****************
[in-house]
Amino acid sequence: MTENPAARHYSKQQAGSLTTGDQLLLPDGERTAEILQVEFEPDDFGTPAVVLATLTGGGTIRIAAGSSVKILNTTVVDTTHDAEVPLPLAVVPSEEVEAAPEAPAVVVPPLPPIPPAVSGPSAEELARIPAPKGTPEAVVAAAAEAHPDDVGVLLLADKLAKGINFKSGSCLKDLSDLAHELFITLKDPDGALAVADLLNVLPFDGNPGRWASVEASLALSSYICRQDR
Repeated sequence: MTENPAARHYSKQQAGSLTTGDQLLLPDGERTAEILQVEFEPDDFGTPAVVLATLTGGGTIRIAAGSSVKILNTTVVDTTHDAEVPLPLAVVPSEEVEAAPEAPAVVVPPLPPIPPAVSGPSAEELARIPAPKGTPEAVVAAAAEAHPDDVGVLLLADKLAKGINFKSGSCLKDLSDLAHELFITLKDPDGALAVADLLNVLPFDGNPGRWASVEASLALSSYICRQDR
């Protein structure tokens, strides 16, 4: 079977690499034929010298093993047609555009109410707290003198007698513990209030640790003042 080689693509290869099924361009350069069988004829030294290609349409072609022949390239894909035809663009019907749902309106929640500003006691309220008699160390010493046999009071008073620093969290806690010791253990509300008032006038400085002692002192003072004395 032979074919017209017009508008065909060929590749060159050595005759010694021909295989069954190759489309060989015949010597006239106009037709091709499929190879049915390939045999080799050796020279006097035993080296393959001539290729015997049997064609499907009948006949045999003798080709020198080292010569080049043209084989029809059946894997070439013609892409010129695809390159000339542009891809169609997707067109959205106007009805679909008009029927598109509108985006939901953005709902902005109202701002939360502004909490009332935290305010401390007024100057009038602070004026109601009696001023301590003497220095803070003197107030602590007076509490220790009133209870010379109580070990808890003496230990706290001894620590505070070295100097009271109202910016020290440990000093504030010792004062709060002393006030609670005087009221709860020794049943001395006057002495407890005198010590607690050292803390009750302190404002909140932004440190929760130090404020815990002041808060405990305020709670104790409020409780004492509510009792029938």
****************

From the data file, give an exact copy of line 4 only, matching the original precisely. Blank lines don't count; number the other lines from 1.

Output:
């Protein structure tokens, strides 16, 4: 079977690499034929010298093993047609555009109410707290003198007698513990209030640790003042 080689693509290869099924361009350069069988004829030294290609349409072609022949390239894909035809663009019907749902309106929640500003006691309220008699160390010493046999009071008073620093969290806690010791253990509300008032006038400085002692002192003072004395 032979074919017209017009508008065909060929590749060159050595005759010694021909295989069954190759489309060989015949010597006239106009037709091709499929190879049915390939045999080799050796020279006097035993080296393959001539290729015997049997064609499907009948006949045999003798080709020198080292010569080049043209084989029809059946894997070439013609892409010129695809390159000339542009891809169609997707067109959205106007009805679909008009029927598109509108985006939901953005709902902005109202701002939360502004909490009332935290305010401390007024100057009038602070004026109601009696001023301590003497220095803070003197107030602590007076509490220790009133209870010379109580070990808890003496230990706290001894620590505070070295100097009271109202910016020290440990000093504030010792004062709060002393006030609670005087009221709860020794049943001395006057002495407890005198010590607690050292803390009750302190404002909140932004440190929760130090404020815990002041808060405990305020709670104790409020409780004492509510009792029938």